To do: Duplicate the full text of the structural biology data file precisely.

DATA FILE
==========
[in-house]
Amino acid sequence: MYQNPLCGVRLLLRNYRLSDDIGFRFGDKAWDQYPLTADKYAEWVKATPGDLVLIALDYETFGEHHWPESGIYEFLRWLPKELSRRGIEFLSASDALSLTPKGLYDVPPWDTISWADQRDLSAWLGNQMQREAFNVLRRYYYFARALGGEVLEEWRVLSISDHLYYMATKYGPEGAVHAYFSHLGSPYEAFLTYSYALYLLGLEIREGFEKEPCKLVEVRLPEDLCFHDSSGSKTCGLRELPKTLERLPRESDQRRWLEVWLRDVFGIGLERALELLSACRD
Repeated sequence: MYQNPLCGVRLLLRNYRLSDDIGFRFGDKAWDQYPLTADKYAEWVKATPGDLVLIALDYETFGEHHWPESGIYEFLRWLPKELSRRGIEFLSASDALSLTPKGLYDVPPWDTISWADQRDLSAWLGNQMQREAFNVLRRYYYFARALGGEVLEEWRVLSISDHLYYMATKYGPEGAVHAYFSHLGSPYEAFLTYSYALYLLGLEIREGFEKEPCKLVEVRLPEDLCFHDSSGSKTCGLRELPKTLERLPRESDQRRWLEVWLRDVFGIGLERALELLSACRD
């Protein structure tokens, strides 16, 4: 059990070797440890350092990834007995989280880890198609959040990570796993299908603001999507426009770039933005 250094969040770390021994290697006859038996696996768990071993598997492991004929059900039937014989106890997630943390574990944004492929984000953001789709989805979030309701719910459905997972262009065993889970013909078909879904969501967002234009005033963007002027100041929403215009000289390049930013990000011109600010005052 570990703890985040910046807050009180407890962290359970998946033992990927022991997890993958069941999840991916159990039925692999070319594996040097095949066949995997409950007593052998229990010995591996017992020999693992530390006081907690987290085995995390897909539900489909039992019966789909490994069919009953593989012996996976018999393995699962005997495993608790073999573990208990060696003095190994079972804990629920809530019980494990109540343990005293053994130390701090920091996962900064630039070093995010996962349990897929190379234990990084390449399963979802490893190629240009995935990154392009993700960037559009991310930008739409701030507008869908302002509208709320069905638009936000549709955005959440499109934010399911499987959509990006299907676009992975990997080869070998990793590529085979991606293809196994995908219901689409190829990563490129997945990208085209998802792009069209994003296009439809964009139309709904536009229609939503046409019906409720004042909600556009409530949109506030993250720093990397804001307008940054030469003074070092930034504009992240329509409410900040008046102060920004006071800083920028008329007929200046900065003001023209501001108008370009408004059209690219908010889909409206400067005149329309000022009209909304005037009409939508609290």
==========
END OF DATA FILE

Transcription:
[in-house]
Amino acid sequence: MYQNPLCGVRLLLRNYRLSDDIGFRFGDKAWDQYPLTADKYAEWVKATPGDLVLIALDYETFGEHHWPESGIYEFLRWLPKELSRRGIEFLSASDALSLTPKGLYDVPPWDTISWADQRDLSAWLGNQMQREAFNVLRRYYYFARALGGEVLEEWRVLSISDHLYYMATKYGPEGAVHAYFSHLGSPYEAFLTYSYALYLLGLEIREGFEKEPCKLVEVRLPEDLCFHDSSGSKTCGLRELPKTLERLPRESDQRRWLEVWLRDVFGIGLERALELLSACRD
Repeated sequence: MYQNPLCGVRLLLRNYRLSDDIGFRFGDKAWDQYPLTADKYAEWVKATPGDLVLIALDYETFGEHHWPESGIYEFLRWLPKELSRRGIEFLSASDALSLTPKGLYDVPPWDTISWADQRDLSAWLGNQMQREAFNVLRRYYYFARALGGEVLEEWRVLSISDHLYYMATKYGPEGAVHAYFSHLGSPYEAFLTYSYALYLLGLEIREGFEKEPCKLVEVRLPEDLCFHDSSGSKTCGLRELPKTLERLPRESDQRRWLEVWLRDVFGIGLERALELLSACRD
């Protein structure tokens, strides 16, 4: 059990070797440890350092990834007995989280880890198609959040990570796993299908603001999507426009770039933005 250094969040770390021994290697006859038996696996768990071993598997492991004929059900039937014989106890997630943390574990944004492929984000953001789709989805979030309701719910459905997972262009065993889970013909078909879904969501967002234009005033963007002027100041929403215009000289390049930013990000011109600010005052 570990703890985040910046807050009180407890962290359970998946033992990927022991997890993958069941999840991916159990039925692999070319594996040097095949066949995997409950007593052998229990010995591996017992020999693992530390006081907690987290085995995390897909539900489909039992019966789909490994069919009953593989012996996976018999393995699962005997495993608790073999573990208990060696003095190994079972804990629920809530019980494990109540343990005293053994130390701090920091996962900064630039070093995010996962349990897929190379234990990084390449399963979802490893190629240009995935990154392009993700960037559009991310930008739409701030507008869908302002509208709320069905638009936000549709955005959440499109934010399911499987959509990006299907676009992975990997080869070998990793590529085979991606293809196994995908219901689409190829990563490129997945990208085209998802792009069209994003296009439809964009139309709904536009229609939503046409019906409720004042909600556009409530949109506030993250720093990397804001307008940054030469003074070092930034504009992240329509409410900040008046102060920004006071800083920028008329007929200046900065003001023209501001108008370009408004059209690219908010889909409206400067005149329309000022009209909304005037009409939508609290």